Co-op profits have taken a dent in the first half of this year, with bosses describing a “highly challenging economic backdrop.”
The retailer posted underlying EBITDA of £218m, with earnings subdued compared to the year prior when Co-op posted £248m for the first half of 2021.
With arms spanning grocery, funeral, insurance and legal businesses, Co-op’s revenue was flat versus the year before, sitting at the same £5.6bn sum.
“We know that the current testing conditions will not ease in the second half,” Allan Leighton, chair of the Co-op, acknowledged.
In its outlook statement on Thursday, Co-op said it expects to be forced to navigate “continued challenges” throughout the rest of the year, with inflationary pressures “likely to prolong economic uncertainty amongst consumers and businesses alike.”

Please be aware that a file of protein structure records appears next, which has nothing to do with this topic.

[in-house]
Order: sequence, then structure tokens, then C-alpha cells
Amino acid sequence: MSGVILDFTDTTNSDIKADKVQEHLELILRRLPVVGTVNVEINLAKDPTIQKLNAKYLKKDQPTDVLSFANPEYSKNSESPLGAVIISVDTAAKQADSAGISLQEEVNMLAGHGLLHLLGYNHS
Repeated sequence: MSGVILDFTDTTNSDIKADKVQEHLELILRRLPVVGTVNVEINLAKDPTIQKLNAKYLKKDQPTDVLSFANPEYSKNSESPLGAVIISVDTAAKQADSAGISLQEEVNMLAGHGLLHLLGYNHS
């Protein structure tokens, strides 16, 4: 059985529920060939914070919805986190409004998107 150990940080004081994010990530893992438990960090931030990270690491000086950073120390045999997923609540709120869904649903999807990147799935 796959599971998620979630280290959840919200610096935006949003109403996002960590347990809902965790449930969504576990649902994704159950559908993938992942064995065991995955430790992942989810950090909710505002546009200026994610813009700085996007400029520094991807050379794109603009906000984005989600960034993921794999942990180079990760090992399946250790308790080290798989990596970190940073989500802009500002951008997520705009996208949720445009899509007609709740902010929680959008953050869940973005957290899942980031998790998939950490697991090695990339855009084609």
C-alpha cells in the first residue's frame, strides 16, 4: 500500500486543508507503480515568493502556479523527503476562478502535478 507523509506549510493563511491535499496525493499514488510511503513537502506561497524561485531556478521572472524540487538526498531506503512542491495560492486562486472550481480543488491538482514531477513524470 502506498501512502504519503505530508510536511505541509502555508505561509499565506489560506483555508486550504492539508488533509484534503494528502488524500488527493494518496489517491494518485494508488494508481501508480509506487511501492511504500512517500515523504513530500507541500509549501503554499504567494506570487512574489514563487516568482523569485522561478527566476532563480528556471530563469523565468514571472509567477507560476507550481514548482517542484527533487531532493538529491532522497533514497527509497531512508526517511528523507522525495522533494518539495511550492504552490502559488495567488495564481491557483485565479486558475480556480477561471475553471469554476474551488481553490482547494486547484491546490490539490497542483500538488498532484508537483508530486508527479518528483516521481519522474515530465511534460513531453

However, the company said it was “better equipped to weather the effects of these immediate pressures,” due to actions taken in the first half.
Headwinds are being partially mitigated by in year cost saving targets of around £100m, which will reach £150m in 2023 as the savings annualise, Co-op said.
Last month, the mutual said it would sell its petrol forecourt business to Asda in a £600m deal.
This transaction includes 129 petrol forecourt sites, spread across the UK and represents five per cent of Co-op’s retail estate of 2,564 stores.
It will use the funds to reinvest in its stores and e-commerce operations, while expanding its presence with more shops nationwide.
Co-op said the deal is expected to be completed by the fourth quarter of 2022, and after this it anticipates debt to drop to approximately 1 x EBITDA.